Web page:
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Offshoring can be a great way to accelerate project initiatives and a huge money-saver. But when it goes wrong, it’s a sinkhole. One of the most common causes of missed expectations is the tendency to treat offshoring as if it were traditional staff augmentation. This is understandable, because that’s how you’re used to bringing in external resources. But, you have to think of offshoring differently….

It seemed like the right thing to do at the time.

Let’s say you’ve got a fairly large organization with lots of different departments. Someone in one of those silos wants offshore help on a project. So, they do what they’ve always done for staffing. They reach out – this time, to an offshore firm – and ask to see resumes. They pick a developer or two. And get started. It seems like the right thing to do, but it isn’t.

The mistake is focusing on people instead of project.

Offshoring doesn’t work like a pure staffing model. Instead of contacting your offshore partner to ask for talent, you want to call them and discuss the project itself and the best way to get it delivered. Otherwise, you’ll end up trying to manage one or two developers or testers offshore yourself – and that’s an extremely inefficient way to work.

Here’s a better way to approach offshore engagements.

1. Stop thinking one-to-one resources. One offshore developer will not be as productive as an onshore developer. But an offshore team will get the job done more efficiently and still save money along the way. Don’t think of it as hiring a developer – think of it as extending your team with an offshore team.

2. Create an extended team model. You must have an onsite team lead who understands the project, knows the offshore team, and has deep experience with offshoring. Otherwise, the team will get frustrated with poor inputs, and you’ll get even more frustrated with missed expectations. Completing work with an offshore team is not the same as managing onsite staff aug contractors.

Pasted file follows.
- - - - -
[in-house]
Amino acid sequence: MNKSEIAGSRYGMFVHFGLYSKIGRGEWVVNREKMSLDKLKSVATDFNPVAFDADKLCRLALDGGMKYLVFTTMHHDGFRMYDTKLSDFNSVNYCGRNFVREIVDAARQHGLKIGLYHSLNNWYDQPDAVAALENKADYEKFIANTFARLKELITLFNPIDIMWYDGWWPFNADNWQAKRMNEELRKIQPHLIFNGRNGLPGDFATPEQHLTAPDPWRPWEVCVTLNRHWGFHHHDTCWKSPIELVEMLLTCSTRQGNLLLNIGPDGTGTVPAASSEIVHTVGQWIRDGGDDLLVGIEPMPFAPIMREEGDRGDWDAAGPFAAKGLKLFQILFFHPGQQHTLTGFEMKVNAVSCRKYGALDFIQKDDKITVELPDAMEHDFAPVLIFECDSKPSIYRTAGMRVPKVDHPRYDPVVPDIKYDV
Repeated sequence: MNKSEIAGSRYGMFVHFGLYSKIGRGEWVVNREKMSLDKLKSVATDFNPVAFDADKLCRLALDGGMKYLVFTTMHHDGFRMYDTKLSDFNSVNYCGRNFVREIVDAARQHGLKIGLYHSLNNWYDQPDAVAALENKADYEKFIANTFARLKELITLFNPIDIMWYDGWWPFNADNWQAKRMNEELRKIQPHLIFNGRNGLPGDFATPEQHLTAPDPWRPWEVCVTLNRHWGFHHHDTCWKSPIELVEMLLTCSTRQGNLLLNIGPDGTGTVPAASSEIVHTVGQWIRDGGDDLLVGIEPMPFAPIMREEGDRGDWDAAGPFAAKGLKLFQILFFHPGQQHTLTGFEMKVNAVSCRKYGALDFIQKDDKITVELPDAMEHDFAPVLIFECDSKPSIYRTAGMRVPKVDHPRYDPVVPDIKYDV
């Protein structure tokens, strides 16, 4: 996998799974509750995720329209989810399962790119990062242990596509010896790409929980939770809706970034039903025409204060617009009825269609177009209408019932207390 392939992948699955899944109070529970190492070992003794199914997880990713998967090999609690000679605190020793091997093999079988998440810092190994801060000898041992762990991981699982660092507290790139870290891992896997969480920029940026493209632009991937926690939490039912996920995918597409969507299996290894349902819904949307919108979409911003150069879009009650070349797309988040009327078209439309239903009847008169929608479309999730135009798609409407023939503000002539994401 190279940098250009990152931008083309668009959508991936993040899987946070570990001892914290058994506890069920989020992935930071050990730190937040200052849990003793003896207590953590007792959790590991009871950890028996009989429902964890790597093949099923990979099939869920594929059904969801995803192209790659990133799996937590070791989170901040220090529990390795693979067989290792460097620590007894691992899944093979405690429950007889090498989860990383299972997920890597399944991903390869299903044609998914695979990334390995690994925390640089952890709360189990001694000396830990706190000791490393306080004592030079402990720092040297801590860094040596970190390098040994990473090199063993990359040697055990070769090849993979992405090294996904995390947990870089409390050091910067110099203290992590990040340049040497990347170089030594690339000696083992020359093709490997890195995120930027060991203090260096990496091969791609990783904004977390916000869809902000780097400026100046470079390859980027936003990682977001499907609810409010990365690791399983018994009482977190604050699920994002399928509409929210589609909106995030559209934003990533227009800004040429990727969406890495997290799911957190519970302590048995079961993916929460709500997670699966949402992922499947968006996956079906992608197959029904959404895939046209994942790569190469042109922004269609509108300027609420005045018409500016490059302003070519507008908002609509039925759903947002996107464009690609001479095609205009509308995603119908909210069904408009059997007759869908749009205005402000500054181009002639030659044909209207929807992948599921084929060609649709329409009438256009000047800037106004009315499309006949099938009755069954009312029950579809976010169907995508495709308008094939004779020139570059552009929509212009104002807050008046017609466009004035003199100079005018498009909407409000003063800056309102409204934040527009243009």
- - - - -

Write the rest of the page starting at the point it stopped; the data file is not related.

3. Assign one onsite team lead for every five to six offshore team members. Time and again, we’ve proven this to be the most efficient model.  Some companies try to get by with one person onsite and as many as 25 offshore. When that happens, projects come up short.

4. Let your onsite manager oversee multiple teams or projects (if appropriate). If a small project doesn’t warrant the full attention of your onsite team lead, then give that manager more than one team or project. Just remember: one onsite team lead for every five or six offshore team members.

5. Expect to provide more documentation. Offshore teams will often do what you ask them to do. No more. No less. Make sure expectations are set properly and over communicate. You cannot rely solely on phone calls or back-of-the-napkin sketches. Your teams will need very clear documentation or user stories in the case of Agile development.

Get it right from the start, and you’ll never look back.

Offshoring can be an incredibly efficient way to accelerate your project initiatives and save you a fortune in delivery costs. But it has to be the right kind of project, and you have to have the right model.

Don’t miss our blog post on 3 types of work you should never offshore

By Randall McCroskey September 15, 2014
Tags: EnterpriseIndependent Software VendorIndustriesMobileQuality Assurance